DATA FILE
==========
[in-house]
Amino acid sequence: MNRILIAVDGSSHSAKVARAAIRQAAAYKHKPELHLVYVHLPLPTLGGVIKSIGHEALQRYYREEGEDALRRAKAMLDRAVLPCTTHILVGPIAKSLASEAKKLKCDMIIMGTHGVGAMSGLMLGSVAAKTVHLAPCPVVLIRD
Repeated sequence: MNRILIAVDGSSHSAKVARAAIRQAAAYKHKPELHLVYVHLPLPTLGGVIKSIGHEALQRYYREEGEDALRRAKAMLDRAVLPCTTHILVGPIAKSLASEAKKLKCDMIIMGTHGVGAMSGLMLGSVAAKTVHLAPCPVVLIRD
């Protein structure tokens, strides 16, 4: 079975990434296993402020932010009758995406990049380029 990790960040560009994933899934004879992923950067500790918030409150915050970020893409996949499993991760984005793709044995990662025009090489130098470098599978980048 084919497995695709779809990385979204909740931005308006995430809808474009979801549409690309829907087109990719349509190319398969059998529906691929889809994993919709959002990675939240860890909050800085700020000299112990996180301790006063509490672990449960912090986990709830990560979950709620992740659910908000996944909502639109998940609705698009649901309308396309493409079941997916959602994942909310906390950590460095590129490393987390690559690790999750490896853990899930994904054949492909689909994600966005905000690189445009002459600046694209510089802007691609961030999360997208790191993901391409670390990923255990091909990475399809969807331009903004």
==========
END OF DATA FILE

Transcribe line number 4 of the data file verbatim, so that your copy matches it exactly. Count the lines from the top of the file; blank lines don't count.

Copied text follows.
């Protein structure tokens, strides 16, 4: 079975990434296993402020932010009758995406990049380029 990790960040560009994933899934004879992923950067500790918030409150915050970020893409996949499993991760984005793709044995990662025009090489130098470098599978980048 084919497995695709779809990385979204909740931005308006995430809808474009979801549409690309829907087109990719349509190319398969059998529906691929889809994993919709959002990675939240860890909050800085700020000299112990996180301790006063509490672990449960912090986990709830990560979950709620992740659910908000996944909502639109998940609705698009649901309308396309493409079941997916959602994942909310906390950590460095590129490393987390690559690790999750490896853990899930994904054949492909689909994600966005905000690189445009002459600046694209510089802007691609961030999360997208790191993901391409670390990923255990091909990475399809969807331009903004």